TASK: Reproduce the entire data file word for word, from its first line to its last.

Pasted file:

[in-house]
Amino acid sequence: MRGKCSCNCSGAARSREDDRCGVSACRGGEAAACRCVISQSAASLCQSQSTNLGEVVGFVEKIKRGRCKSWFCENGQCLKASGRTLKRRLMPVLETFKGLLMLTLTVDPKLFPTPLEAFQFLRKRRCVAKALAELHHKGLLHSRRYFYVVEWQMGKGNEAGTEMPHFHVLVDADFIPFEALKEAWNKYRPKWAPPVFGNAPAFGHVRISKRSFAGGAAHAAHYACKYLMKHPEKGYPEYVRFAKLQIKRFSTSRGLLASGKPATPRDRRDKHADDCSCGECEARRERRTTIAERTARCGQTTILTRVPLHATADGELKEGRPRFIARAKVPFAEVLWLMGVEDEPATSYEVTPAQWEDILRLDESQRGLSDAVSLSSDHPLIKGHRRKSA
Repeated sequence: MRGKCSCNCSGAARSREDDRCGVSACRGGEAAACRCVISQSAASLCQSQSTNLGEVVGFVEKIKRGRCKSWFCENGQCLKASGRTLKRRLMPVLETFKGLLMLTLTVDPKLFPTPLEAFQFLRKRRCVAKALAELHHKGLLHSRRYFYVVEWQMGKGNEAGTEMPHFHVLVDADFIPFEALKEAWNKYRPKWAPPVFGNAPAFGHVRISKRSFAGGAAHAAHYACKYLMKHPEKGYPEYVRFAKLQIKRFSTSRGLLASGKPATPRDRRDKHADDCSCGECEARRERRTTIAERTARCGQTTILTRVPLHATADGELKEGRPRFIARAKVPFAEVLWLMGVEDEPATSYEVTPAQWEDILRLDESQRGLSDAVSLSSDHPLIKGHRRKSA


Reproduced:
[in-house]
Amino acid sequence: MRGKCSCNCSGAARSREDDRCGVSACRGGEAAACRCVISQSAASLCQSQSTNLGEVVGFVEKIKRGRCKSWFCENGQCLKASGRTLKRRLMPVLETFKGLLMLTLTVDPKLFPTPLEAFQFLRKRRCVAKALAELHHKGLLHSRRYFYVVEWQMGKGNEAGTEMPHFHVLVDADFIPFEALKEAWNKYRPKWAPPVFGNAPAFGHVRISKRSFAGGAAHAAHYACKYLMKHPEKGYPEYVRFAKLQIKRFSTSRGLLASGKPATPRDRRDKHADDCSCGECEARRERRTTIAERTARCGQTTILTRVPLHATADGELKEGRPRFIARAKVPFAEVLWLMGVEDEPATSYEVTPAQWEDILRLDESQRGLSDAVSLSSDHPLIKGHRRKSA
Repeated sequence: MRGKCSCNCSGAARSREDDRCGVSACRGGEAAACRCVISQSAASLCQSQSTNLGEVVGFVEKIKRGRCKSWFCENGQCLKASGRTLKRRLMPVLETFKGLLMLTLTVDPKLFPTPLEAFQFLRKRRCVAKALAELHHKGLLHSRRYFYVVEWQMGKGNEAGTEMPHFHVLVDADFIPFEALKEAWNKYRPKWAPPVFGNAPAFGHVRISKRSFAGGAAHAAHYACKYLMKHPEKGYPEYVRFAKLQIKRFSTSRGLLASGKPATPRDRRDKHADDCSCGECEARRERRTTIAERTARCGQTTILTRVPLHATADGELKEGRPRFIARAKVPFAEVLWLMGVEDEPATSYEVTPAQWEDILRLDESQRGLSDAVSLSSDHPLIKGHRRKSA